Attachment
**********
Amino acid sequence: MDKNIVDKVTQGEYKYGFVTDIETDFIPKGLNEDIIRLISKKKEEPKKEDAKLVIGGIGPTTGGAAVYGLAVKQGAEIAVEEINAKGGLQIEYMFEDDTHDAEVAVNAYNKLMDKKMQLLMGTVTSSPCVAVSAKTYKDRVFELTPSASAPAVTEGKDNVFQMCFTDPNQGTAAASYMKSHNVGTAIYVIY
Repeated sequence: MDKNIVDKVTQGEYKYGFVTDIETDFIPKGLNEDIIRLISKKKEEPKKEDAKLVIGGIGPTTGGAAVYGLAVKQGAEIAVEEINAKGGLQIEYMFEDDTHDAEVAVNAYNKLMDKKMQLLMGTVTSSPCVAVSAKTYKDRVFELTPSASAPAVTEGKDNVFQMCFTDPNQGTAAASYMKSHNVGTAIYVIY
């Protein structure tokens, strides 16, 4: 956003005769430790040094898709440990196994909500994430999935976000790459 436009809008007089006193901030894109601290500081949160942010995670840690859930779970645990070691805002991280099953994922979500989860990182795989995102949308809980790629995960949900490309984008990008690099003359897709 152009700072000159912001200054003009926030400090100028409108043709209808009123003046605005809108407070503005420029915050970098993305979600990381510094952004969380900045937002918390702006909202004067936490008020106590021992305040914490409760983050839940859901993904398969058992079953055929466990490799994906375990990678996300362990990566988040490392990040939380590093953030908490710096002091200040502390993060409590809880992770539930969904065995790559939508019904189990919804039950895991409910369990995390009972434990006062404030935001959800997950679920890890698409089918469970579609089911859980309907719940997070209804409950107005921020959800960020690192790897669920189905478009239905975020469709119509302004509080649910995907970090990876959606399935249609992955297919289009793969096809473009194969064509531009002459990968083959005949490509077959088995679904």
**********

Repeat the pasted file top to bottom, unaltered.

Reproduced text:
Amino acid sequence: MDKNIVDKVTQGEYKYGFVTDIETDFIPKGLNEDIIRLISKKKEEPKKEDAKLVIGGIGPTTGGAAVYGLAVKQGAEIAVEEINAKGGLQIEYMFEDDTHDAEVAVNAYNKLMDKKMQLLMGTVTSSPCVAVSAKTYKDRVFELTPSASAPAVTEGKDNVFQMCFTDPNQGTAAASYMKSHNVGTAIYVIY
Repeated sequence: MDKNIVDKVTQGEYKYGFVTDIETDFIPKGLNEDIIRLISKKKEEPKKEDAKLVIGGIGPTTGGAAVYGLAVKQGAEIAVEEINAKGGLQIEYMFEDDTHDAEVAVNAYNKLMDKKMQLLMGTVTSSPCVAVSAKTYKDRVFELTPSASAPAVTEGKDNVFQMCFTDPNQGTAAASYMKSHNVGTAIYVIY
């Protein structure tokens, strides 16, 4: 956003005769430790040094898709440990196994909500994430999935976000790459 436009809008007089006193901030894109601290500081949160942010995670840690859930779970645990070691805002991280099953994922979500989860990182795989995102949308809980790629995960949900490309984008990008690099003359897709 152009700072000159912001200054003009926030400090100028409108043709209808009123003046605005809108407070503005420029915050970098993305979600990381510094952004969380900045937002918390702006909202004067936490008020106590021992305040914490409760983050839940859901993904398969058992079953055929466990490799994906375990990678996300362990990566988040490392990040939380590093953030908490710096002091200040502390993060409590809880992770539930969904065995790559939508019904189990919804039950895991409910369990995390009972434990006062404030935001959800997950679920890890698409089918469970579609089911859980309907719940997070209804409950107005921020959800960020690192790897669920189905478009239905975020469709119509302004509080649910995907970090990876959606399935249609992955297919289009793969096809473009194969064509531009002459990968083959005949490509077959088995679904």